While assault and battery are often paired as charges, they are actually separate crimes, each with their own implications and consequences. On its own, assault implies the threat of harm, whether or not an act of violence actually occurred; battery, on the other hand, implies that an act of physical violence took place. Knowing the difference between these charges and the evidence required by each is key to making headway against serious charges.
Assault is unique among violent crimes charges in that it is based on perceived risk. To be charged with assault, you must knowingly act in such a way that another person feels reasonably afraid for their physical safety. In other words, you don't have to actually harm someone else to face criminal charges. An assault charge can be elevated to aggravated assault if the offense involves certain weapons, intent, or location.
To constitute aggravated assault, an offense must involve one of the following:
- A deadly weapon
- Any fake firearm that looks real
- Threatening use of a vehicle
- A video or audio recording of the assault
- A disguise, such as a hood
- Protected individuals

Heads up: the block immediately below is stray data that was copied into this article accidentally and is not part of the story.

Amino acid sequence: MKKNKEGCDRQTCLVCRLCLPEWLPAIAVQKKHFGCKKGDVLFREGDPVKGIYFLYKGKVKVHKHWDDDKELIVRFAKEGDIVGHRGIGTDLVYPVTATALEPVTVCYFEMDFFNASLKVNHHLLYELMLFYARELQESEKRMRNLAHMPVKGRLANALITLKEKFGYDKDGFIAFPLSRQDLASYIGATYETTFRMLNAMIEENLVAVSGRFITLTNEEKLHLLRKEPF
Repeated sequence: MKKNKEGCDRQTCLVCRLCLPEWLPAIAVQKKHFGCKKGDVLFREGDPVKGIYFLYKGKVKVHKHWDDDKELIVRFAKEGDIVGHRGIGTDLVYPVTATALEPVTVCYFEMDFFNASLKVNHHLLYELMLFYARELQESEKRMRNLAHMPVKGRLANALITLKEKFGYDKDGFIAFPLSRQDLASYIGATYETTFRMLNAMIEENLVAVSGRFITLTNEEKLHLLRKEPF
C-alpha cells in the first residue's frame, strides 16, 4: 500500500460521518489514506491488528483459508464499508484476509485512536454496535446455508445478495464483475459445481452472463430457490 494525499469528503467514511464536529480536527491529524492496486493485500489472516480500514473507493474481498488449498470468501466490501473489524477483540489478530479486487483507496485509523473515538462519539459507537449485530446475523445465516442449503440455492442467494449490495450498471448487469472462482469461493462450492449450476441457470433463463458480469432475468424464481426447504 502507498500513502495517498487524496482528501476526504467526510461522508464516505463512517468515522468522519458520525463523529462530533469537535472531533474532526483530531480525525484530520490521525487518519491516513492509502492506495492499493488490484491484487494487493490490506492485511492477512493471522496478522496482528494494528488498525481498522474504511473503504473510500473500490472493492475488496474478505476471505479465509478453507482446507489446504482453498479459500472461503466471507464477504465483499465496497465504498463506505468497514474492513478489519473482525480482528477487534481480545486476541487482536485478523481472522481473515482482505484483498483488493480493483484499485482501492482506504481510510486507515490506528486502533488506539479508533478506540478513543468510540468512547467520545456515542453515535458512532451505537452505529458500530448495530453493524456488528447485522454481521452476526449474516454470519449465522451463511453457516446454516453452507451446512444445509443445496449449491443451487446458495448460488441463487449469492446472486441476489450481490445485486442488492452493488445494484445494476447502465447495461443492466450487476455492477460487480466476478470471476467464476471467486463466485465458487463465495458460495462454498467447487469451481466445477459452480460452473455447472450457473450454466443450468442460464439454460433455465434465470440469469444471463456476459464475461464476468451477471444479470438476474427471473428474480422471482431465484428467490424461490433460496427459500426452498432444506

- Public property
Forming a criminal defense against assault charges can be quite the challenge, as these offenses are often based on eyewitness testimony with little physical evidence to support the charges. Work with an experienced criminal defense attorney to ensure that you are prepared to face up against prosecution in an assault case. Learn more about these charges and your options for defense by visiting our assault page.
Battery Laws in IL
When someone causes another person bodily harm or participates in an unwanted physical activity that belittles or provokes them, they may be found guilty of battery. Like assault, most battery charges are misdemeanors. Aggravated battery, however, is a felony offense that can result in much tougher sentencing. Many of the same factors that lead to aggravated assault charges may also apply to aggravated battery cases.
Additionally, each of the following constitutes aggravated battery:
- Intentionally causing permanent or severe bodily harm
- Using a firearm and/or a laser device on the firearm
- Knowingly harming an unborn child
- Strangling or suffocating another person
- Forcing another person to consume harmful substances
- Consecutive domestic battery offenses
Start Building Your Defense in a Free Consultation
Violent crimes involve complex evidence and serious consequences. To combat such charges requires an extensive knowledge of courtroom strategies and the types of evidence used by prosecution. Whether you were accused of assault, battery, or both, you can't afford to face your charges without an experienced criminal defense lawyer. Come to the Law Offices of Mitch Furman to benefit from more than a decade of successful legal representation!
Start your case today! Call (312) 651-4206 to schedule a free consultation with Chicago Criminal Defense Attorney Mitch Furman!